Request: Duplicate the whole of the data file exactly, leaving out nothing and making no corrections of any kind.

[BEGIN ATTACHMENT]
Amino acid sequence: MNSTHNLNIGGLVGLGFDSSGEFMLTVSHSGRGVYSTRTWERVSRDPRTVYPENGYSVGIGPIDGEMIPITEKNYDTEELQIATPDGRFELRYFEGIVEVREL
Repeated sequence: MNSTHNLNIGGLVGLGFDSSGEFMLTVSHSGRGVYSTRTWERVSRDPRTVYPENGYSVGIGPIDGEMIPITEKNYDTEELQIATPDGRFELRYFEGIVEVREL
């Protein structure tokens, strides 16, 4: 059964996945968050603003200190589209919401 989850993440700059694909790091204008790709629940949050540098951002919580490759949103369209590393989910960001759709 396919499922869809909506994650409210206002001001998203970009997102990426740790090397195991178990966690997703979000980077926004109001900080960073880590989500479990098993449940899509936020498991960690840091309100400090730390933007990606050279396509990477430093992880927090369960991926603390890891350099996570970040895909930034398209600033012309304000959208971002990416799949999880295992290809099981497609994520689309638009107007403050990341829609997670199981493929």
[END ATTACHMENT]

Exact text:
Amino acid sequence: MNSTHNLNIGGLVGLGFDSSGEFMLTVSHSGRGVYSTRTWERVSRDPRTVYPENGYSVGIGPIDGEMIPITEKNYDTEELQIATPDGRFELRYFEGIVEVREL
Repeated sequence: MNSTHNLNIGGLVGLGFDSSGEFMLTVSHSGRGVYSTRTWERVSRDPRTVYPENGYSVGIGPIDGEMIPITEKNYDTEELQIATPDGRFELRYFEGIVEVREL
């Protein structure tokens, strides 16, 4: 059964996945968050603003200190589209919401 989850993440700059694909790091204008790709629940949050540098951002919580490759949103369209590393989910960001759709 396919499922869809909506994650409210206002001001998203970009997102990426740790090397195991178990966690997703979000980077926004109001900080960073880590989500479990098993449940899509936020498991960690840091309100400090730390933007990606050279396509990477430093992880927090369960991926603390890891350099996570970040895909930034398209600033012309304000959208971002990416799949999880295992290809099981497609994520689309638009107007403050990341829609997670199981493929």